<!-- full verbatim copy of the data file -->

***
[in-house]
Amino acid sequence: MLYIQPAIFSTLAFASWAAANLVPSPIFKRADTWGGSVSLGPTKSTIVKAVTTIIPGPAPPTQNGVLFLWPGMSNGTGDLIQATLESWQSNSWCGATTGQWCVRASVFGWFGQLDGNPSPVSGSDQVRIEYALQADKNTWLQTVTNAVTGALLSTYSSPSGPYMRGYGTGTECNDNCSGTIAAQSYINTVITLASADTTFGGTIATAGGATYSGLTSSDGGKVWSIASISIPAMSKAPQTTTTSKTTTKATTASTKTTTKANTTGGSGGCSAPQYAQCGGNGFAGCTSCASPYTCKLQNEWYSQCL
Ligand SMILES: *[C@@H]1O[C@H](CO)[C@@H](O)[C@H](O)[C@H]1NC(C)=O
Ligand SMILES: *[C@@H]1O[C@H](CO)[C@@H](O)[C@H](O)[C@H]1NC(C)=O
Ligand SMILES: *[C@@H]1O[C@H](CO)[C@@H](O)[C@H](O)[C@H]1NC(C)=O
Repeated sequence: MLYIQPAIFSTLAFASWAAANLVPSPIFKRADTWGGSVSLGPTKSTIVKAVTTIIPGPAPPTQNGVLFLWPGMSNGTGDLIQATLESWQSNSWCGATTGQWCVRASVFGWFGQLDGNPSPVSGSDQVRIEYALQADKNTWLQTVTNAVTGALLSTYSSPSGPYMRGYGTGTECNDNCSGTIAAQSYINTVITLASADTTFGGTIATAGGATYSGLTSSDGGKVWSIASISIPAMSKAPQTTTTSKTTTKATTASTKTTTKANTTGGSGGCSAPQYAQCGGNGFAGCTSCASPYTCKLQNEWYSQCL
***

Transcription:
[in-house]
Amino acid sequence: MLYIQPAIFSTLAFASWAAANLVPSPIFKRADTWGGSVSLGPTKSTIVKAVTTIIPGPAPPTQNGVLFLWPGMSNGTGDLIQATLESWQSNSWCGATTGQWCVRASVFGWFGQLDGNPSPVSGSDQVRIEYALQADKNTWLQTVTNAVTGALLSTYSSPSGPYMRGYGTGTECNDNCSGTIAAQSYINTVITLASADTTFGGTIATAGGATYSGLTSSDGGKVWSIASISIPAMSKAPQTTTTSKTTTKATTASTKTTTKANTTGGSGGCSAPQYAQCGGNGFAGCTSCASPYTCKLQNEWYSQCL
Ligand SMILES: *[C@@H]1O[C@H](CO)[C@@H](O)[C@H](O)[C@H]1NC(C)=O
Ligand SMILES: *[C@@H]1O[C@H](CO)[C@@H](O)[C@H](O)[C@H]1NC(C)=O
Ligand SMILES: *[C@@H]1O[C@H](CO)[C@@H](O)[C@H](O)[C@H]1NC(C)=O
Repeated sequence: MLYIQPAIFSTLAFASWAAANLVPSPIFKRADTWGGSVSLGPTKSTIVKAVTTIIPGPAPPTQNGVLFLWPGMSNGTGDLIQATLESWQSNSWCGATTGQWCVRASVFGWFGQLDGNPSPVSGSDQVRIEYALQADKNTWLQTVTNAVTGALLSTYSSPSGPYMRGYGTGTECNDNCSGTIAAQSYINTVITLASADTTFGGTIATAGGATYSGLTSSDGGKVWSIASISIPAMSKAPQTTTTSKTTTKATTASTKTTTKANTTGGSGGCSAPQYAQCGGNGFAGCTSCASPYTCKLQNEWYSQCL